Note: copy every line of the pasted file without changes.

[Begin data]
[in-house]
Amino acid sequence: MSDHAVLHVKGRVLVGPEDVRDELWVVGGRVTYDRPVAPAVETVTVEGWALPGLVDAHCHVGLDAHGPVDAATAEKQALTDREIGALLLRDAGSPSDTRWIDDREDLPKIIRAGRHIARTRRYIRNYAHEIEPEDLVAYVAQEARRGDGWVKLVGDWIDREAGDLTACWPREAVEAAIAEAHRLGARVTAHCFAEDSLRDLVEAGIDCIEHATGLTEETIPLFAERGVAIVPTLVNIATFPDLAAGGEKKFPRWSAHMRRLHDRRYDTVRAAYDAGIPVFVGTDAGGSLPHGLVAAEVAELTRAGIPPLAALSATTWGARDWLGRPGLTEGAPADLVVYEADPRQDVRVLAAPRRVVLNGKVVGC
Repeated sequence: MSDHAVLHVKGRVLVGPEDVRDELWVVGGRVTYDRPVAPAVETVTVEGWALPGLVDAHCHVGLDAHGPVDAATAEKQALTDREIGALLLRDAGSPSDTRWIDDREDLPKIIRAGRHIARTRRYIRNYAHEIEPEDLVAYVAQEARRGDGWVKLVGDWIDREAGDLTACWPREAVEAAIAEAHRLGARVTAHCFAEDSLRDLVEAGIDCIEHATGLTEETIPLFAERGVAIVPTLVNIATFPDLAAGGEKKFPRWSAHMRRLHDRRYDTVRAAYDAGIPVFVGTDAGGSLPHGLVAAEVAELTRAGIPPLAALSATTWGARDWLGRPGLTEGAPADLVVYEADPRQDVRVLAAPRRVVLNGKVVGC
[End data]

[in-house]
Amino acid sequence: MSDHAVLHVKGRVLVGPEDVRDELWVVGGRVTYDRPVAPAVETVTVEGWALPGLVDAHCHVGLDAHGPVDAATAEKQALTDREIGALLLRDAGSPSDTRWIDDREDLPKIIRAGRHIARTRRYIRNYAHEIEPEDLVAYVAQEARRGDGWVKLVGDWIDREAGDLTACWPREAVEAAIAEAHRLGARVTAHCFAEDSLRDLVEAGIDCIEHATGLTEETIPLFAERGVAIVPTLVNIATFPDLAAGGEKKFPRWSAHMRRLHDRRYDTVRAAYDAGIPVFVGTDAGGSLPHGLVAAEVAELTRAGIPPLAALSATTWGARDWLGRPGLTEGAPADLVVYEADPRQDVRVLAAPRRVVLNGKVVGC
Repeated sequence: MSDHAVLHVKGRVLVGPEDVRDELWVVGGRVTYDRPVAPAVETVTVEGWALPGLVDAHCHVGLDAHGPVDAATAEKQALTDREIGALLLRDAGSPSDTRWIDDREDLPKIIRAGRHIARTRRYIRNYAHEIEPEDLVAYVAQEARRGDGWVKLVGDWIDREAGDLTACWPREAVEAAIAEAHRLGARVTAHCFAEDSLRDLVEAGIDCIEHATGLTEETIPLFAERGVAIVPTLVNIATFPDLAAGGEKKFPRWSAHMRRLHDRRYDTVRAAYDAGIPVFVGTDAGGSLPHGLVAAEVAELTRAGIPPLAALSATTWGARDWLGRPGLTEGAPADLVVYEADPRQDVRVLAAPRRVVLNGKVVGC